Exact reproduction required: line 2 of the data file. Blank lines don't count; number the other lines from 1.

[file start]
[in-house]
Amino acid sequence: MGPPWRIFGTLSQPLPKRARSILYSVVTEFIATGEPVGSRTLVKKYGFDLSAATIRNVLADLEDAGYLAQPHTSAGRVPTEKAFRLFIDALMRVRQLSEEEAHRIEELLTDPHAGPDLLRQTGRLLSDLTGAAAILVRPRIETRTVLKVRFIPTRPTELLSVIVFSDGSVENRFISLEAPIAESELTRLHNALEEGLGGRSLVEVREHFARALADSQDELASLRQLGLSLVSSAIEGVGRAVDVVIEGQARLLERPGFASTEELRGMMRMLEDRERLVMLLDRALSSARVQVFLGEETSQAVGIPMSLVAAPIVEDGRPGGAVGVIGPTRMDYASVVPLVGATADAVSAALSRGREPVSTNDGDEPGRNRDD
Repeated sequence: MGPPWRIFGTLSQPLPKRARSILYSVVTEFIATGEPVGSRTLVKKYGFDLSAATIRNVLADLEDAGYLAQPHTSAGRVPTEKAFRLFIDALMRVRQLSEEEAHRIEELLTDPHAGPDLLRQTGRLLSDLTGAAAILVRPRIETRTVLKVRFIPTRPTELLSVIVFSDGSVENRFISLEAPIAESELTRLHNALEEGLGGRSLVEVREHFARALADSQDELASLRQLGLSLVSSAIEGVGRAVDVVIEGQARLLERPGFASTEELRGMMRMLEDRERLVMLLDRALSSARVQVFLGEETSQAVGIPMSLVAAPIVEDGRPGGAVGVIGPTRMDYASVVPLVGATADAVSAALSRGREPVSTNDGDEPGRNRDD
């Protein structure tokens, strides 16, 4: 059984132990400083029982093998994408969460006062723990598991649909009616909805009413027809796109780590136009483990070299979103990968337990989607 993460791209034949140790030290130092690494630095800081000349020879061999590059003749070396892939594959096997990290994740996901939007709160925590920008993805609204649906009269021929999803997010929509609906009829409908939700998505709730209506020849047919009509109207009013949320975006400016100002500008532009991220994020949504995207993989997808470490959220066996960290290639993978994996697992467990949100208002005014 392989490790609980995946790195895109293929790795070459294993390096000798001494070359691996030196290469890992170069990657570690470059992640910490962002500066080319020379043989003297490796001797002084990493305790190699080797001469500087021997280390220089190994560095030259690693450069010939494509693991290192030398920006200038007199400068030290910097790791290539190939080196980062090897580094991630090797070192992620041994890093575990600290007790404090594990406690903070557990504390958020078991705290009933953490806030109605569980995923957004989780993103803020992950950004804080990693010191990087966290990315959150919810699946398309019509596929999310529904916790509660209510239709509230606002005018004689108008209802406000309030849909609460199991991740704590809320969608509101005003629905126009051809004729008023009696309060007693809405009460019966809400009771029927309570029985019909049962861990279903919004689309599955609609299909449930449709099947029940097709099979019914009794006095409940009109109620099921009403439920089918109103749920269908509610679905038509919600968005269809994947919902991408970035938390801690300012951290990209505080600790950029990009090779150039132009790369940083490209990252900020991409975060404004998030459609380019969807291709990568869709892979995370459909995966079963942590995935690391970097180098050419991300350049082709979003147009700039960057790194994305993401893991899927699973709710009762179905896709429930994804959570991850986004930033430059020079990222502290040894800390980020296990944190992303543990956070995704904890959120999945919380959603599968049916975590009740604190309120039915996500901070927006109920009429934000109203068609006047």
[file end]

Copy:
Amino acid sequence: MGPPWRIFGTLSQPLPKRARSILYSVVTEFIATGEPVGSRTLVKKYGFDLSAATIRNVLADLEDAGYLAQPHTSAGRVPTEKAFRLFIDALMRVRQLSEEEAHRIEELLTDPHAGPDLLRQTGRLLSDLTGAAAILVRPRIETRTVLKVRFIPTRPTELLSVIVFSDGSVENRFISLEAPIAESELTRLHNALEEGLGGRSLVEVREHFARALADSQDELASLRQLGLSLVSSAIEGVGRAVDVVIEGQARLLERPGFASTEELRGMMRMLEDRERLVMLLDRALSSARVQVFLGEETSQAVGIPMSLVAAPIVEDGRPGGAVGVIGPTRMDYASVVPLVGATADAVSAALSRGREPVSTNDGDEPGRNRDD